Globally, there is a dramatic shift to the Right—the emergence of Mr Trump in the USA, Brexit in the UK, weakening of Merkel in Germany, emergence of Le Pen in France, political changes in Egypt, Brazil, India, and so on. This does not support the idea expressed in the concluding chapter: “Now, the location of economic energy has shifted to the South, giving an opportunity to feminists to transform develop-ment based on the ideas they believe in ...” China’s hegemonic global designs and shifts in Indian politics do not suggest a new dawn. Is this one more hope that is getting dashed by the domination of capital over labour?

Having women at the helm in South Asia has not helped bring about gender justice. Powerful Prime Ministers like Indira Gandhi, Sheikh Hasina, Bandaranayke and Bhutto have had only marginal impact on women’s position in their countries. Marginal immediate changes may look important at a point of time but over time, they may not amount to much as new issues arise. Big change requires mass move-ments that impact societal consciousness and takes time. In Chapter 14, the author notes, “... if the whole system is unjust, do we want to be included in it, or should we challenge it and transform it.” She illustrates this further by saying: “The engines of growth, even for those who consider GDP a misleading measure such as Sen and Stiglitz, are still constituted by Capital and Trade.” Thus, while holding out little hope, she suggests the Gandhian path: “Gandhi tried to enable his people to overcome such violence in moral ways, ....” A long term project for change but are its shoots visible?

Chapter 1 comments on poverty alleviation schemes with the plea to try policies for a while rather than hastily imitate them. The suggestion is for a long-term approach. It is suggested that NGOs have limitations and so do women-oriented approaches for more effective develop-ment delivery. But, the question is: can the market be the efficient mechanism for delivery to the poor? Chapter 2 points to the use or rather the misuse of vocabulary to distort social thinking of the public, especially the consciousness of the poor so that they begin to accept their own marginalisation. This happened also with the New Economic Policies in 1991 which were called ‘Reform’, a term generally used till then for pro-poor policies.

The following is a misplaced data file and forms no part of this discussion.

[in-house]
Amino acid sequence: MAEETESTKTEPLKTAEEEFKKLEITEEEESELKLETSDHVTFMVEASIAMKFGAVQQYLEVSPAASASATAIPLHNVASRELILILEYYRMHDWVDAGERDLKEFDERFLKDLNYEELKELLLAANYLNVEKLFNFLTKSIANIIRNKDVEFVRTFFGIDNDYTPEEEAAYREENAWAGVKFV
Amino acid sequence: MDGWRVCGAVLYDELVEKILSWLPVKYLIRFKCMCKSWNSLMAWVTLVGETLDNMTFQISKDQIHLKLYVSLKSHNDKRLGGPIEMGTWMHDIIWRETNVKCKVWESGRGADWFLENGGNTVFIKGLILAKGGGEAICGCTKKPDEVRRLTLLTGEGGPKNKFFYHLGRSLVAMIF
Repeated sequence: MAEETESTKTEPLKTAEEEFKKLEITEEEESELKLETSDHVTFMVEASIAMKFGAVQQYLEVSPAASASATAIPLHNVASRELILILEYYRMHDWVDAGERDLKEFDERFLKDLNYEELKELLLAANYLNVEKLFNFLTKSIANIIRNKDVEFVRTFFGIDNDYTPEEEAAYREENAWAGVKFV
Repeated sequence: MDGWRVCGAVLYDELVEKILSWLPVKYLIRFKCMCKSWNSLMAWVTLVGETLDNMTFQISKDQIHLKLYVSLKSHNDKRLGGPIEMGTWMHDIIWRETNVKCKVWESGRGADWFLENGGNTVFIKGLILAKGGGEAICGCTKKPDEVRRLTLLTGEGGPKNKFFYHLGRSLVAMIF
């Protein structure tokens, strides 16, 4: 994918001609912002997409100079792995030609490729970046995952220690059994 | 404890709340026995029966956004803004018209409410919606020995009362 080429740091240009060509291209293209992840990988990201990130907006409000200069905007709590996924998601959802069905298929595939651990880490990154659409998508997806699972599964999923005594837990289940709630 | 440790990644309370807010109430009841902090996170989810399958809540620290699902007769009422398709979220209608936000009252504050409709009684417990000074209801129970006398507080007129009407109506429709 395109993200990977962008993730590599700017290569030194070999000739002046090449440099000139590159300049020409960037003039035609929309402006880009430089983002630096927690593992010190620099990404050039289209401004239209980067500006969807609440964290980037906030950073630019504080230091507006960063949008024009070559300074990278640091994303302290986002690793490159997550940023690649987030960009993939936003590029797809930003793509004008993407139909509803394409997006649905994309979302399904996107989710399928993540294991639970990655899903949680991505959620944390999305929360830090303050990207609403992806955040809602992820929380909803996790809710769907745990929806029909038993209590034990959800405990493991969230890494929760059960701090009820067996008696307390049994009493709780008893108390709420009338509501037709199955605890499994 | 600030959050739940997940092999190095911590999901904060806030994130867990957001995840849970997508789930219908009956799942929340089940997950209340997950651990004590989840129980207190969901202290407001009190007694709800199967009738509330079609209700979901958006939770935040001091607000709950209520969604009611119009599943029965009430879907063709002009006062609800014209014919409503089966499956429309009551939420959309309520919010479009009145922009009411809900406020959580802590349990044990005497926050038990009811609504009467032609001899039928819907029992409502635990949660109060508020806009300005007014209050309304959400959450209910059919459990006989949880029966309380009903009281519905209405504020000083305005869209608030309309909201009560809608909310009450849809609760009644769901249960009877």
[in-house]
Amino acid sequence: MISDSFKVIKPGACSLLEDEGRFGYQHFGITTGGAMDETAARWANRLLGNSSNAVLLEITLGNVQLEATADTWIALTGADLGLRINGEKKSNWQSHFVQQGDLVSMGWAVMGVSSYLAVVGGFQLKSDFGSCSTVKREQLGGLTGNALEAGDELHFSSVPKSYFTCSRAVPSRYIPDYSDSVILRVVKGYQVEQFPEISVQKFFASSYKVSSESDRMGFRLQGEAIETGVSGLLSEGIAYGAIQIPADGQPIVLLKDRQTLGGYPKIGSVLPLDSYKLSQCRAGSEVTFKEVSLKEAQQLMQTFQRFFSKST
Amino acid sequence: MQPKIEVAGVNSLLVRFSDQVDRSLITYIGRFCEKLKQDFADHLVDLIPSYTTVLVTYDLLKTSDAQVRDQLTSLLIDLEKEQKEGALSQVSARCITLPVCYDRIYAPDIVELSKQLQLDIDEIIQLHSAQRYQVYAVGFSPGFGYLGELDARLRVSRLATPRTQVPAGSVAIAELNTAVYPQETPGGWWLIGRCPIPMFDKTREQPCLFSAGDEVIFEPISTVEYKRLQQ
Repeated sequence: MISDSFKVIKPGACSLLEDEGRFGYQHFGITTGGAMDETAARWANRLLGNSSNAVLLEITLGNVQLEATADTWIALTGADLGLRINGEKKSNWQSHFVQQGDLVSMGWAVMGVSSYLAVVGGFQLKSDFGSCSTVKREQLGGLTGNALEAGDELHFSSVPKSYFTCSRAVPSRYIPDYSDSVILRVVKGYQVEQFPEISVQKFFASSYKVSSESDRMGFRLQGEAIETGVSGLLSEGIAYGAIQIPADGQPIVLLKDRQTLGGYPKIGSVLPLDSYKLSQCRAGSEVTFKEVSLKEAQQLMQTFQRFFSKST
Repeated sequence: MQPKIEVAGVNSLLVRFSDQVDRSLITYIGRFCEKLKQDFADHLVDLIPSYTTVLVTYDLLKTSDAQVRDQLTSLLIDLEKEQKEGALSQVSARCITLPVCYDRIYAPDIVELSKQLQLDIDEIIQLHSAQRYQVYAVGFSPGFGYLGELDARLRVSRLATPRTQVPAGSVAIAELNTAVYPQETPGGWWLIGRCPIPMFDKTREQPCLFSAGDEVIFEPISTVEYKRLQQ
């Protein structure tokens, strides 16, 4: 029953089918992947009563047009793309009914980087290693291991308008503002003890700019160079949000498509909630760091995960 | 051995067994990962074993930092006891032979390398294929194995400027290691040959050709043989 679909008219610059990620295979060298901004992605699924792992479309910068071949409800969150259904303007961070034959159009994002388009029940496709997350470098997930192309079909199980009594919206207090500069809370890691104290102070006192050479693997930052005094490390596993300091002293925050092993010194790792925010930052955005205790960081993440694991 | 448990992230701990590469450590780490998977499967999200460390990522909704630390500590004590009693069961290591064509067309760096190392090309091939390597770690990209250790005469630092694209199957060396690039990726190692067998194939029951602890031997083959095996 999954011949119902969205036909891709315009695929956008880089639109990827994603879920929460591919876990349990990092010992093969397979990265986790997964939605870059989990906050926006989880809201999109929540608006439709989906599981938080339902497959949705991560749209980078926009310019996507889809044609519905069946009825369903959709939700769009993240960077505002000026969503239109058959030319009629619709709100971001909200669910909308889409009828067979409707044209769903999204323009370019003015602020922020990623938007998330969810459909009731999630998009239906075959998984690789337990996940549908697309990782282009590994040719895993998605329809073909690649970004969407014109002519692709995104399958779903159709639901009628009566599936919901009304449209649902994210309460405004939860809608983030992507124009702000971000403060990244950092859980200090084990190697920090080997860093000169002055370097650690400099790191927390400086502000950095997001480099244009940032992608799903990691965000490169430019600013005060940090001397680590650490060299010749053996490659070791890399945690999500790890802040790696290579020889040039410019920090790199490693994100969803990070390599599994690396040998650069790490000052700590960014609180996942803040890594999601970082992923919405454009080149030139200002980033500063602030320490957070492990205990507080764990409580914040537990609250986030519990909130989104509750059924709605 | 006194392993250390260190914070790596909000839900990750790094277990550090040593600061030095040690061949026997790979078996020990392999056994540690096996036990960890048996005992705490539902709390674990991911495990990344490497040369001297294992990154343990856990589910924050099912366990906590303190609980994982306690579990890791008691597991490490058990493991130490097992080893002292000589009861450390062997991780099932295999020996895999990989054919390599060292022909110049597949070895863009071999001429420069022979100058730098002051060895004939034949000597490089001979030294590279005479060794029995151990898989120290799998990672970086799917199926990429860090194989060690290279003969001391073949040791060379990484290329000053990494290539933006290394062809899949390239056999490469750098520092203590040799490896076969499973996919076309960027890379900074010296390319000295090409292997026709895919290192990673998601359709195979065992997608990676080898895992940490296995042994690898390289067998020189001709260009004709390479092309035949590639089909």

This theme emerges in Chapter 6 as well in the context of globalisation. This is a rich chapter with focus on international experience in the last few decades and the role of international institutions like the World Bank, IMF and WTO. But, three crucial issues that are missed out are: a) Is globalisation recent or a long-standing process with its different phases manifesting themselves over the millennia? b) What are the distinguishing features of the different phases of globalisation? c) What is the main characte-ristic of the present phase of globalisation?

Chapter 3 is a comment on a World Bank Report on Gender and Poverty in India. The author is critical of its attempt to give a macro perspective but it “... remained at the micro level. It pre-empted gender advocacy from influencing macro trends.” There is a plea for “a World Development Report based on the gender-differentiated analysis of development”. And “a ‘women’s plan for national development’ ....”. The issue that is flagged as one of the underlying propositions of the World Bank report, namely, “the market is the best engine of growth” has not been adequately discussed, especially, in the light of the argument that the present phase of globalisation is marketisation which is fundamentally marginalising (Kumar, 2013) and women are the most marginalised of all.

Marginalisation of agriculture is discussed in Chapters 7 and 11. Why agriculture is seen as a sunset industry and why food stocks rot while the poor go hungry? Seen in this context, right to food is critical but it is a palliative not a solution to the issue of poverty. All this is also linked to marketisation.